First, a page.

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Those Catholic Kids Could Swear and Fight

Jhayne-CC
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People said that’s just what they’re like

Those Catholic kids at the parochial school could string together swear words in a way almost no one in my public school could. They could produce them in mind-boggling numbers and loudly enough to be heard over a jet engine. Sometimes they produced them just before starting a fight, which they seemed happy to do, and at which they were rather good. They were like no one I knew.

I was the scorekeeper for our high school basketball team and going to games at the parochial school across the river was a little like going into combat. The players were always sportsmen, but some of the other kids and their parents were not. The number of really foul-mouthed and aggressive students and parents was probably small, but they drew such attention to themselves — and so many were genuinely scary people when angry — my colleagues and I didn’t notice the others. We were always relieved to get safely onto the bus and even more relieved when the bus got safely out of the parking lot.

This, some of the adults around me would say, is what Catholics are like. They aren’t like us, who rarely swore and never fought, at least in public. Theirs was an unenlightened culture. They did not share the genteel and civilized values of our community (a typical postcard New England college town). When we would let things go or talk things out, they resorted to verbal and even physical violence when things did not work out the way they wanted. The religion and the swearing and the fighting were all part of the same thing.

That was what I heard from secular adults. The religious adults I knew added another, sharper criticism. Some of these adults were classic mainline Protestants, others very conservative Evangelicals. Catholicism was essentially antinomian, though this was not a word they’d have known. One explained to me that this is how people act when they think they can get forgiveness just by going to a priest. A few with more knowledge explained that the Catholic view of grace let people feel they have God’s approval no matter they do, and that all they had to do was go to Mass. Others (always the Evangelicals) held against the Catholics as well that they drank and smoked and played bingo right in the church hall because their church let them lead such dissolute lives.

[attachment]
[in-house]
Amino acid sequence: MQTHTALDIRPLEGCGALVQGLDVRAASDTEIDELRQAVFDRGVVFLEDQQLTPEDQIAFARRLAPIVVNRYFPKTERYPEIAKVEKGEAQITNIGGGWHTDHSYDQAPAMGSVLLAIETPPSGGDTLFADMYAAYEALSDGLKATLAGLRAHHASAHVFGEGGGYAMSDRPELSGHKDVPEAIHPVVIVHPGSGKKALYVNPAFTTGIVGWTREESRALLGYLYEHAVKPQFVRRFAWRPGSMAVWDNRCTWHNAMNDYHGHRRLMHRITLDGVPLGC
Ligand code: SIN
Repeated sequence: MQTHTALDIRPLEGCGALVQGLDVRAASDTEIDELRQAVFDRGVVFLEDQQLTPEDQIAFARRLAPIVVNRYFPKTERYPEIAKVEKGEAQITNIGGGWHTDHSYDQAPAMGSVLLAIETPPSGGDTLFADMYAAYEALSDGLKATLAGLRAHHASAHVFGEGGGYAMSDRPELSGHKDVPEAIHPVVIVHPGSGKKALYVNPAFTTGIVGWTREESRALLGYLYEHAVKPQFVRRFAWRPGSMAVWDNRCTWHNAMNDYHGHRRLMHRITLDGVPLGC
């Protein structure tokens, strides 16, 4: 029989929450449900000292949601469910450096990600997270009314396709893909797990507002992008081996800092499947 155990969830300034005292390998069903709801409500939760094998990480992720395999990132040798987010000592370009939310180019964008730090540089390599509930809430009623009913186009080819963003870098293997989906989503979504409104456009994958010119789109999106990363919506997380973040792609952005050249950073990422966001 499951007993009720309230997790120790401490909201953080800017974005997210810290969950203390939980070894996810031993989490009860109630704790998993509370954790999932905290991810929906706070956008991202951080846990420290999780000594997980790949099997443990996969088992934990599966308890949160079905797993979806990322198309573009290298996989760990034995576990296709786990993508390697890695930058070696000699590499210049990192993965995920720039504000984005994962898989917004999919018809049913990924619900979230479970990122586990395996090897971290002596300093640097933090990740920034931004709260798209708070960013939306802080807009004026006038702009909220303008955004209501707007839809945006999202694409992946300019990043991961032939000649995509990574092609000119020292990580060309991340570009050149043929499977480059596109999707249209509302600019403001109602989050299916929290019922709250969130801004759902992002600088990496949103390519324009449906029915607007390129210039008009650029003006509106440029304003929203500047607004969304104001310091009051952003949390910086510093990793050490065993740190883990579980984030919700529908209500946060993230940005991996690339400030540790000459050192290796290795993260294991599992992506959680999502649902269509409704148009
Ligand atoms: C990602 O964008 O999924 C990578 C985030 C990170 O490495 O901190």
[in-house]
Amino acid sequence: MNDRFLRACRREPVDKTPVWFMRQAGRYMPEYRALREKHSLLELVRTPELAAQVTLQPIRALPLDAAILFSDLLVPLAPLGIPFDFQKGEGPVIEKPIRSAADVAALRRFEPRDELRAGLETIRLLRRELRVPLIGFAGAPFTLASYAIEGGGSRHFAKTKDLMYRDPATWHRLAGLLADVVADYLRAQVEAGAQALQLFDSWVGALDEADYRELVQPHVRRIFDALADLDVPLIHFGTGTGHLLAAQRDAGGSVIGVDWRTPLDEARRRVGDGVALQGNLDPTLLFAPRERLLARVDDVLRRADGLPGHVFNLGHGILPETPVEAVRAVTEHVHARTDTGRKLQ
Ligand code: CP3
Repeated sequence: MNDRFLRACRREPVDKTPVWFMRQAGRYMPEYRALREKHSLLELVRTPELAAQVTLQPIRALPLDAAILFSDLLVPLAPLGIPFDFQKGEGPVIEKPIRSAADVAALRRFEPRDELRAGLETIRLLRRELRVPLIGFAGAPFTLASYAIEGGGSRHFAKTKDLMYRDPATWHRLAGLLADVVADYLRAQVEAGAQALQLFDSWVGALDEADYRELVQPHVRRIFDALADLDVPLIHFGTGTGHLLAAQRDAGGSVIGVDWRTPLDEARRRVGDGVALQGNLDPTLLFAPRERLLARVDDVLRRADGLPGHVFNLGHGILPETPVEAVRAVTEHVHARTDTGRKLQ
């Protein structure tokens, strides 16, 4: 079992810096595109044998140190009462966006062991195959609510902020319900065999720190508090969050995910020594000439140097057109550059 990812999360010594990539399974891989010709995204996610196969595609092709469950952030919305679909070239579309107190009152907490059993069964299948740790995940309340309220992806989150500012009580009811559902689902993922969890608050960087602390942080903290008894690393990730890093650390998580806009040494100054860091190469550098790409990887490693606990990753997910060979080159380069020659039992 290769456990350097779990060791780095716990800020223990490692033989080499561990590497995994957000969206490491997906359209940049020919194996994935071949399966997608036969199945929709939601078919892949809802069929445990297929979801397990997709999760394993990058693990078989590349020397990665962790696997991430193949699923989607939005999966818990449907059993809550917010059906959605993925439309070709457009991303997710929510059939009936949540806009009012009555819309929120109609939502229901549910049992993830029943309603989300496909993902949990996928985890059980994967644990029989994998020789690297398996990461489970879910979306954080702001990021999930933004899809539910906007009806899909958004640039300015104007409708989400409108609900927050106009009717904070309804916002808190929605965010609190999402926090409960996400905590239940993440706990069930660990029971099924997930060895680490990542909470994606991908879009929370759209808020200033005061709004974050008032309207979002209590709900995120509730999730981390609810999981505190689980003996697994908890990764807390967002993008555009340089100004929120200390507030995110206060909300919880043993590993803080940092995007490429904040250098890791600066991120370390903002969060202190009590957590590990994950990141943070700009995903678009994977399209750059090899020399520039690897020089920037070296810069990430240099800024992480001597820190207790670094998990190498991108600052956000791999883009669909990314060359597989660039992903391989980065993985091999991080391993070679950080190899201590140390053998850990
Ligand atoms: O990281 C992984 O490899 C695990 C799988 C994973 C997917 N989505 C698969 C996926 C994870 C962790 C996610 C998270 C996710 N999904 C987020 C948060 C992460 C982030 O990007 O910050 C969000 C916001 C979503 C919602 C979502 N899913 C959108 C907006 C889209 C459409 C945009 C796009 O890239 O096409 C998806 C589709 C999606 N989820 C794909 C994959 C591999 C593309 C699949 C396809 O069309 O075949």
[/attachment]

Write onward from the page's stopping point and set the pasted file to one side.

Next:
For these religious adults, the religion and the swearing and the fighting weren’t just part of the same thing. The religion was the source of the swearing and the fighting.

I’ve switched sides now. I’ll always be formed by my childhood in that town, but I’ve joined those kids from the parochial school across the river. They, and their children who might be yelling the same bad words at basketball games, are now my brothers and sisters. I share their religion, and I know it’s not the reason they acted so badly then because I know it’s not the reason I act badly now. Things look different from the inside.

Maybe their culture as expressed by their priests and parents allowed a rhetorical range theprim academic culture in which I lived did not, and maybe it did not judge a fight over a close game so bad as did our culture — the culture of people who didn’t fight because they didn’t like getting hit, if we’re being honest. Sure. Religions are incarnated in particular people in particular cultures, and each will go wrong in some characteristic ways but also go right in others. Catholicism is always pushing against a culture’s failings and pointing its people to the ideal.

The adults who so easily dismissed Catholicism because the parochial school kids misbehaved were just snobs. They didn’t swear at kids from another school and throw punches in the parking lot, and that, they thought, made them better. They were only doing what people like them did. Being a peaceful academic isn’t really virtuous when you and everyone around you is naturally a peaceful academic and rewarded for being that kind of person.

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